You have been denied disability benefits by an Administrative Law Judge at your Social Security hearing. You filed an appeal with the Social Security Appeals Council. If they approve the appeal, you can get your disability benefits? Right?
The Social Security Appeals Council generally looks at three things:
- Was there an error of law? Did the Judge apply the wrong standard, or misapply a standard?
- Were the Judge’s actions, findings and conclusions supported by substantial evidence?
- Is there as broad policy or procedural issue which may affect the general and public interest?
Of these three, the Appeals Council (AC) mostly deals with legal error.
Why am I discussing this? Because, even if there is legal error, that does not necessarily mean you are disabled. It only means there were mistakes at the hearing level; and that is not enough to win disability benefits.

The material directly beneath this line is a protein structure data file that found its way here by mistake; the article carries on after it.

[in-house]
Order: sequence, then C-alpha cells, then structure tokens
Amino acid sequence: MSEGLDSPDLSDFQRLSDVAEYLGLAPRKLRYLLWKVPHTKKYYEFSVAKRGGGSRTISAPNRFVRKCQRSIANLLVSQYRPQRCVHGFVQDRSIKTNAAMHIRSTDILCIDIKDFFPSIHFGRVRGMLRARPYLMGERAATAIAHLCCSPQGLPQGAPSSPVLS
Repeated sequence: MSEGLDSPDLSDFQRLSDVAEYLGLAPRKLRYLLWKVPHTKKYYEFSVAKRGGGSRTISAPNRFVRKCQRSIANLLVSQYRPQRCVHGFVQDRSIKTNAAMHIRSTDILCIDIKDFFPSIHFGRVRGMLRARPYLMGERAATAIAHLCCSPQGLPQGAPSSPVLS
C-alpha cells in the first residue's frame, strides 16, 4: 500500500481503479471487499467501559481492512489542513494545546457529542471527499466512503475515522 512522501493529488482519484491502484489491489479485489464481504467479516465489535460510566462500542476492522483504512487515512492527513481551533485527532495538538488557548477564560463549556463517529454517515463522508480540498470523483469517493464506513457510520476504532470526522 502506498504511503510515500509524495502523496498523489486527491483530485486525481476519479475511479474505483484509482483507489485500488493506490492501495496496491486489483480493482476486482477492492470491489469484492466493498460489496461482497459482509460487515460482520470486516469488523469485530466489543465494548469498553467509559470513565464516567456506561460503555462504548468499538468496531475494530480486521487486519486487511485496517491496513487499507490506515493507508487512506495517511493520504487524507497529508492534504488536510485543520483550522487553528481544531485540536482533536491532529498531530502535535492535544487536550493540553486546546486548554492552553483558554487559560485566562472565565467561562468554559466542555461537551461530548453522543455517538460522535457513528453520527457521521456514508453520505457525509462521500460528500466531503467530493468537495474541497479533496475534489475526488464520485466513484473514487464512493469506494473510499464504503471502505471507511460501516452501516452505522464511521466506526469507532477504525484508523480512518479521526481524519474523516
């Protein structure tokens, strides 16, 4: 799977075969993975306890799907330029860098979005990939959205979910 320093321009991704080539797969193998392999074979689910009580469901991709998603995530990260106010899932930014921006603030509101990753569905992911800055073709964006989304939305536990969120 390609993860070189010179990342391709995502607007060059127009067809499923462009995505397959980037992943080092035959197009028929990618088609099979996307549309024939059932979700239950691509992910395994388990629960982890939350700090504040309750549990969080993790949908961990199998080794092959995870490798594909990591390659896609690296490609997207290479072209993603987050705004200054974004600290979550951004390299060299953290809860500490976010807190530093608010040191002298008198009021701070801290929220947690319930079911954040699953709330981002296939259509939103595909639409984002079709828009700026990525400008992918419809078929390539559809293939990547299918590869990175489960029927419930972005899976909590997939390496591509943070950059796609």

So what do you get if you win at the Appeals Council?
The majority of the time, the Appeals Council will not approve a case outright. Instead, if there were significant mistakes at the hearing level, the Appeals Council will send the case back to the hearing level with instructions on what needs to be done to correct the mistakes.
You don’t win, you get sent back for another hearing. Here is the other shoe dropping: the second hearing is typically with the same judge that heard the case at the first hearing.
While you can request a new Judge, or ask the Judge to recuse him/herself if you feel that you were treated unfairly, you generally get the same judge when a case is remanded from the Appeals Council. The exceptions to this are as follows:
- If you had an out-of-state Judge at the first hearing who is not available for the second hearing. Or,
- If you have already appealed a decision from the same judge to the Appeals Council twice and had the same case remanded.
For more information about appealing to a hearing denial to the Social Security Appeals Council, click here.=========================================================
Disclaimer: This is NOT legal advice. This site provides general information about Social Security disability cases in Colorado. To discuss your particular circumstances, please contact a lawyer in your area. Please review the full disclaimer .